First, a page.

On July 17, the city's Zoning Board of Appeals approved a zone permit required for Samantha Bates, of Austin, to operate Emma's House — a shelter for women recovering from drug addiction. The shelter is named after Ald. Emma Mitts (37th), a major supporter of the project.
Bates, an addiction recovery coach, said during the July 17 zoning board meeting that many West Side women who go through rehab don't have a place in their community where they can avoid temptations and harmful influences while recovering.
"I'm a recovery coach, and I want to help remove personal and environmental obstacles [to] recovery," Bates told the board. "I'm well aware of what's going on in our community and I'm well aware that this issue needs to be addressed. Most women [who] are addicted to drugs and are substance [abusers] don't have a place to go."
Bates said the recovery house, a three-story building at 322 N. Latrobe Ave. in Austin, will accommodate up to 17 women. She added that at the facility will implement safety protocols, including providing masks and hand sanitizer.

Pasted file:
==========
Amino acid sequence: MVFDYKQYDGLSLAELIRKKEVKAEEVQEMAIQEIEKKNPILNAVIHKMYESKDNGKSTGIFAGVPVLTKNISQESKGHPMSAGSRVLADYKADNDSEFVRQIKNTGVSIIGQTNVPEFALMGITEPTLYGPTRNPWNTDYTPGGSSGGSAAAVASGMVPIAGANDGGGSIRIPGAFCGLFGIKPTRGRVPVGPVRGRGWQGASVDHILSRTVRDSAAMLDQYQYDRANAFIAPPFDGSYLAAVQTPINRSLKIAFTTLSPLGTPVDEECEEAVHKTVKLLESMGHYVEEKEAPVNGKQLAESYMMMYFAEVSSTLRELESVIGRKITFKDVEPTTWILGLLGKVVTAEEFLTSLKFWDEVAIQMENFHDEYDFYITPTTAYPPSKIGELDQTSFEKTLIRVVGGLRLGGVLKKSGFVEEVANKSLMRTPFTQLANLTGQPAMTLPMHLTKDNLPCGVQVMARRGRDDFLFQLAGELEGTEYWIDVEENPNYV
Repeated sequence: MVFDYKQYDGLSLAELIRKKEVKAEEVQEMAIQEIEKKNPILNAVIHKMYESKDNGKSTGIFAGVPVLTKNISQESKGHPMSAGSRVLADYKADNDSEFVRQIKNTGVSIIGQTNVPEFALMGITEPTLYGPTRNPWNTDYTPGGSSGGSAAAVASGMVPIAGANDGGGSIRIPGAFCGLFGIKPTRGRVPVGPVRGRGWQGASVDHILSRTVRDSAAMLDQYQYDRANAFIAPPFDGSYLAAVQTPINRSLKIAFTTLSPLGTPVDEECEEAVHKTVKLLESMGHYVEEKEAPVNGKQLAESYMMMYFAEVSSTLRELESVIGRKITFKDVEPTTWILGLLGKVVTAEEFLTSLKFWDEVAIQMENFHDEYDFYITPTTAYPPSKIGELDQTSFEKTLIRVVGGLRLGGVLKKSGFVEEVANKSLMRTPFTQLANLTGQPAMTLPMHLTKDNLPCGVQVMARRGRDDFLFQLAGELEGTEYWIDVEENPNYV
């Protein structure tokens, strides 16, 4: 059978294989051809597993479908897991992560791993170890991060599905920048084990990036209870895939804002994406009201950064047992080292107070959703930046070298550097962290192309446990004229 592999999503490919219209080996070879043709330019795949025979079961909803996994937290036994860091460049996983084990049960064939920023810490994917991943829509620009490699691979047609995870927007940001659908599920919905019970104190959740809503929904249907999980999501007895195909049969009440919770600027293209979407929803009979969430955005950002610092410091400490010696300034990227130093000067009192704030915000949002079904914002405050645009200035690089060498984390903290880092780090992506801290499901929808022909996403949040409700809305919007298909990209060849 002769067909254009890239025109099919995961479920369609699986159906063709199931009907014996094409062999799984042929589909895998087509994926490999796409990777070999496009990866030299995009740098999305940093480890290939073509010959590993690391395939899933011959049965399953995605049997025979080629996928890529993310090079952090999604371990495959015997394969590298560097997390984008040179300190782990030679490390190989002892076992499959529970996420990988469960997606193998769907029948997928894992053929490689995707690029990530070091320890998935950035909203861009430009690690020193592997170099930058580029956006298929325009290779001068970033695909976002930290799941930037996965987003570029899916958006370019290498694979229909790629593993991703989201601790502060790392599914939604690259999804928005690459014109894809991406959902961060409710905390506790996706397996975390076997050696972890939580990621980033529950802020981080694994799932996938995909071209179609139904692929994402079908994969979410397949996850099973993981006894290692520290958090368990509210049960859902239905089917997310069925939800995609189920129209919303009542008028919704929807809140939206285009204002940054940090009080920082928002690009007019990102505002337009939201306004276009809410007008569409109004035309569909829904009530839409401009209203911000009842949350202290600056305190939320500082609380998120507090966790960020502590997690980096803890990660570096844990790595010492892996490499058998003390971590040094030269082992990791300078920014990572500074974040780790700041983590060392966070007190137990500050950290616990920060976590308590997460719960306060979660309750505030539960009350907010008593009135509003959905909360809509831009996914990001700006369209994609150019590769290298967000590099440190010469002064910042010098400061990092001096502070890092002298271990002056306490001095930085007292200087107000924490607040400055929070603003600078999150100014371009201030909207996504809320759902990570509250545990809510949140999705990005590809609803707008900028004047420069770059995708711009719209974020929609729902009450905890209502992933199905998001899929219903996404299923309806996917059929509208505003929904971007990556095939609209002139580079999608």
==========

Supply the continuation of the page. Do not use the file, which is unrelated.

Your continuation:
Transitional living facilities like Emma's House aren't addiction treatment centers; rather, they are designed to provide support for people who have just completed rehab. Overcoming addiction is a constant process and recovering addicts are especially vulnerable at this point in their recovery, experts say.
Emma's House is located only a few blocks west from another recovery facility for women — Gerald's House, 176 N. LeClaire Ave.
The building that Bates acquired for her recovery house was donated to her by Melvin Bailey. Bates and her husband, Kenneth Bates, used a $165,000 loan from the Chicago Community Loan Fund to rehab the facility. Work was officially completed on the building on Sept. 28, 2019.
Bates said that she will be getting referrals from West Side healthcare providers and addiction treatment facilities. She specifically mentioned Loretto Hospital, the Above and Beyond Family Recovery Center and the Bobby E. Wright Comprehensive Behavioral Health Center, among others.
Bates said that clients at her recovery home will learn about "accountability, discipline and responsibility, and more importantly, honesty and integrity."
Each client will get a recovery plan that Emma's House staff will make sure they follow.
"We make sure they're ready to come back to society," Bates said. "We make sure that they're going to their self-help groups [and talking to their sponsors]. We want to make sure they're sincere in what they're doing."
Bates told the board that Emma's House will have two to four staff members, with at least two of them on-site at any given time. The facility will also recruit volunteers. Each client may stay anywhere between six months to a year, she said
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